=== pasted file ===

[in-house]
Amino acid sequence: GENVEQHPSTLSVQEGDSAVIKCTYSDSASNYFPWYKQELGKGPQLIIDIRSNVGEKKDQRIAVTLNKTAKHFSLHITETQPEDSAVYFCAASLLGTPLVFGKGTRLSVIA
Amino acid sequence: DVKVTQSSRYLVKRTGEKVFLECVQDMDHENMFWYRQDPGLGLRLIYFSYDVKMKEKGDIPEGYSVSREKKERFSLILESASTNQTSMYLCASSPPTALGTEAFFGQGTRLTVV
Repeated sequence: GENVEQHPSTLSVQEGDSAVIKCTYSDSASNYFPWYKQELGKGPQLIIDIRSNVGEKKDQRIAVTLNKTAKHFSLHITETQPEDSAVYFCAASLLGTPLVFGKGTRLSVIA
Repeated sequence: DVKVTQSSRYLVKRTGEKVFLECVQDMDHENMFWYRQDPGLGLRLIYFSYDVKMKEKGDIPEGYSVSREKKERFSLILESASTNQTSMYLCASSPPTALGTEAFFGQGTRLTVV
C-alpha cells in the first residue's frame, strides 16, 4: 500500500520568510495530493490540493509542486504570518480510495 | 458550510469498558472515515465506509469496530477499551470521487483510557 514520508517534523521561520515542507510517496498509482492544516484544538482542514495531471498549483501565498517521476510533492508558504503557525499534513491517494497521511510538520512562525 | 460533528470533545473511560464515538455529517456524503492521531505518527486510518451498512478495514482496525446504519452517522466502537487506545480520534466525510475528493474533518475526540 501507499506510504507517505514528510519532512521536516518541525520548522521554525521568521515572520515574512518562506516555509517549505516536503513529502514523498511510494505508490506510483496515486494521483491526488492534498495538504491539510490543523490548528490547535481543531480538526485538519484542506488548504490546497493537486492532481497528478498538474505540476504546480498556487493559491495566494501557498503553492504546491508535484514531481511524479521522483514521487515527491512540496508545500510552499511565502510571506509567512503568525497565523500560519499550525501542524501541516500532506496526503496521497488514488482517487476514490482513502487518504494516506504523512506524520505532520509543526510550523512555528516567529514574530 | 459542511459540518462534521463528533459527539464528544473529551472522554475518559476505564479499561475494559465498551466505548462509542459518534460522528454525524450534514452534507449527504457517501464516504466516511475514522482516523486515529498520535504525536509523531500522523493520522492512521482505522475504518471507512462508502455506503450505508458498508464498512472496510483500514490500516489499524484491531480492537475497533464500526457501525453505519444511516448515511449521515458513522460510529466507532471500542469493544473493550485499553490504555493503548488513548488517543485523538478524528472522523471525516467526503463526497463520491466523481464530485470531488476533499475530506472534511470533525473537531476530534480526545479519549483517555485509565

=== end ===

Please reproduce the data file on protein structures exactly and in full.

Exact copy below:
[in-house]
Amino acid sequence: GENVEQHPSTLSVQEGDSAVIKCTYSDSASNYFPWYKQELGKGPQLIIDIRSNVGEKKDQRIAVTLNKTAKHFSLHITETQPEDSAVYFCAASLLGTPLVFGKGTRLSVIA
Amino acid sequence: DVKVTQSSRYLVKRTGEKVFLECVQDMDHENMFWYRQDPGLGLRLIYFSYDVKMKEKGDIPEGYSVSREKKERFSLILESASTNQTSMYLCASSPPTALGTEAFFGQGTRLTVV
Repeated sequence: GENVEQHPSTLSVQEGDSAVIKCTYSDSASNYFPWYKQELGKGPQLIIDIRSNVGEKKDQRIAVTLNKTAKHFSLHITETQPEDSAVYFCAASLLGTPLVFGKGTRLSVIA
Repeated sequence: DVKVTQSSRYLVKRTGEKVFLECVQDMDHENMFWYRQDPGLGLRLIYFSYDVKMKEKGDIPEGYSVSREKKERFSLILESASTNQTSMYLCASSPPTALGTEAFFGQGTRLTVV
C-alpha cells in the first residue's frame, strides 16, 4: 500500500520568510495530493490540493509542486504570518480510495 | 458550510469498558472515515465506509469496530477499551470521487483510557 514520508517534523521561520515542507510517496498509482492544516484544538482542514495531471498549483501565498517521476510533492508558504503557525499534513491517494497521511510538520512562525 | 460533528470533545473511560464515538455529517456524503492521531505518527486510518451498512478495514482496525446504519452517522466502537487506545480520534466525510475528493474533518475526540 501507499506510504507517505514528510519532512521536516518541525520548522521554525521568521515572520515574512518562506516555509517549505516536503513529502514523498511510494505508490506510483496515486494521483491526488492534498495538504491539510490543523490548528490547535481543531480538526485538519484542506488548504490546497493537486492532481497528478498538474505540476504546480498556487493559491495566494501557498503553492504546491508535484514531481511524479521522483514521487515527491512540496508545500510552499511565502510571506509567512503568525497565523500560519499550525501542524501541516500532506496526503496521497488514488482517487476514490482513502487518504494516506504523512506524520505532520509543526510550523512555528516567529514574530 | 459542511459540518462534521463528533459527539464528544473529551472522554475518559476505564479499561475494559465498551466505548462509542459518534460522528454525524450534514452534507449527504457517501464516504466516511475514522482516523486515529498520535504525536509523531500522523493520522492512521482505522475504518471507512462508502455506503450505508458498508464498512472496510483500514490500516489499524484491531480492537475497533464500526457501525453505519444511516448515511449521515458513522460510529466507532471500542469493544473493550485499553490504555493503548488513548488517543485523538478524528472522523471525516467526503463526497463520491466523481464530485470531488476533499475530506472534511470533525473537531476530534480526545479519549483517555485509565